Román received a bachelor’s degree in education and his master’s in history of Mexico. He attained both degrees in Mexico.

Román said his two main supports at ULV have been Dr. Labinger and Elena Cardeña, ULV’s Catholic campus minister.

Cardeña said,”I think we are very lucky to have David’s background, expertise, and dedication here at ULV.”

Cardeña said she has sat in Román’s Spanish for Native Speakers class a few times and has always learned something new.

Román feels that ULV can improve their Spanish Department by offering field trips to places where the student will be required to interact only in Spanish.

“Maybe go to Tijuana, Olvera Street and in general, have access to art and music.”

“I have also taught in Gettysburg College in Gettysburg, Pa., College of Saint Rose in Albany N.Y. and held conferences in Harvard University,” said Román.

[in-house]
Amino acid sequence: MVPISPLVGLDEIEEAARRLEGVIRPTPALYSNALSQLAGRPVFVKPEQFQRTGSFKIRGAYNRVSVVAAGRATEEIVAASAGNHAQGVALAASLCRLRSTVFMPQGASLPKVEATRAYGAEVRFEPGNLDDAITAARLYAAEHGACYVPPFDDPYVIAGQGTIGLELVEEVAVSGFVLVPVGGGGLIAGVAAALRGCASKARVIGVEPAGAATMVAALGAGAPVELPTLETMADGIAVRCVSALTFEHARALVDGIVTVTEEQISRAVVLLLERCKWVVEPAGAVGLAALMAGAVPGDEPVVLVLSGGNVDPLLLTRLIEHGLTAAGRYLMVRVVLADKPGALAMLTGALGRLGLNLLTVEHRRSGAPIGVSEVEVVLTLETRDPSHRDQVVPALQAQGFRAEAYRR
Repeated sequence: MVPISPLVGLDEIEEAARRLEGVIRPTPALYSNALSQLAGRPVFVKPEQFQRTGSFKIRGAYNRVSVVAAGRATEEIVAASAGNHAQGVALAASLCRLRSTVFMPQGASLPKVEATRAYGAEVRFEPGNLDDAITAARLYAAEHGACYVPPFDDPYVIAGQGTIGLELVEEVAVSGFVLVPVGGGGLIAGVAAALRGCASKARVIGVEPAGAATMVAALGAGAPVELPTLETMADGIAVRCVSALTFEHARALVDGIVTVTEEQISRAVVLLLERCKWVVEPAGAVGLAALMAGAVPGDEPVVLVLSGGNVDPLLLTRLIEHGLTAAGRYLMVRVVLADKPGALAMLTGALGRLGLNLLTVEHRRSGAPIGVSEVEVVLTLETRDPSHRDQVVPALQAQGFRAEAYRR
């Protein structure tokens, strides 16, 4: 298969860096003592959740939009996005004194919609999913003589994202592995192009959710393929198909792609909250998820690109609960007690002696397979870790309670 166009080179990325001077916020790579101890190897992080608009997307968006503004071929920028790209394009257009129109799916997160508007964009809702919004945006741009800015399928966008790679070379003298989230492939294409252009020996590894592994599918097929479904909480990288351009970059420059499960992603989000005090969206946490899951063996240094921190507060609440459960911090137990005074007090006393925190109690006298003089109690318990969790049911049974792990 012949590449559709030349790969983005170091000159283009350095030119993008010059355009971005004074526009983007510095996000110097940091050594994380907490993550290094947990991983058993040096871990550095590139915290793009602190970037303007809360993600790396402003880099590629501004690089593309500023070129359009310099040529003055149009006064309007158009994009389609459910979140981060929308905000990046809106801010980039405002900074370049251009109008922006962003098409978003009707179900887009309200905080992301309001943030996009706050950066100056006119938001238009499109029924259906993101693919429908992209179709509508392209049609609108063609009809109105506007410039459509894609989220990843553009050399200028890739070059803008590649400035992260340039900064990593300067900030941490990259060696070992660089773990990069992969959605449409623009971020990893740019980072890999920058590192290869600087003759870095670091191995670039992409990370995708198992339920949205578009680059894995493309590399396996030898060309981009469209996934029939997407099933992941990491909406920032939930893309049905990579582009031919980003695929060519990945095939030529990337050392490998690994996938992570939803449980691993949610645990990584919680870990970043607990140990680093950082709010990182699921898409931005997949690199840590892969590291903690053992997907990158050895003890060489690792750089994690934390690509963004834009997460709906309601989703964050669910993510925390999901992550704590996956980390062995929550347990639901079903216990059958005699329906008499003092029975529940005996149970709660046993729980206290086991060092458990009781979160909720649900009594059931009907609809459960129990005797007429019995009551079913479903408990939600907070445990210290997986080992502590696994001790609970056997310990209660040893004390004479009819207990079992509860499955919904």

Cardeña said, “He always has a newspaper in his hand or is downloading something from the web so he can stay informed of what’s going on in the politics in Mexico.”

Cardeña added that one of Román’s biggest strengths is his commitment to social situations and problems that affect Latinos, Mexico, his home country and the United States.

Besides teaching at ULV, Román also works with the First Generation Student Success Program by translating documents and has agency in Mexico that offers a variety of services to foreigners.

“I organize seminars on the history of Mexico, the economy and the politics,” said Román. “I also provide legal information to future investors from other countries that wish to work in Mexico.”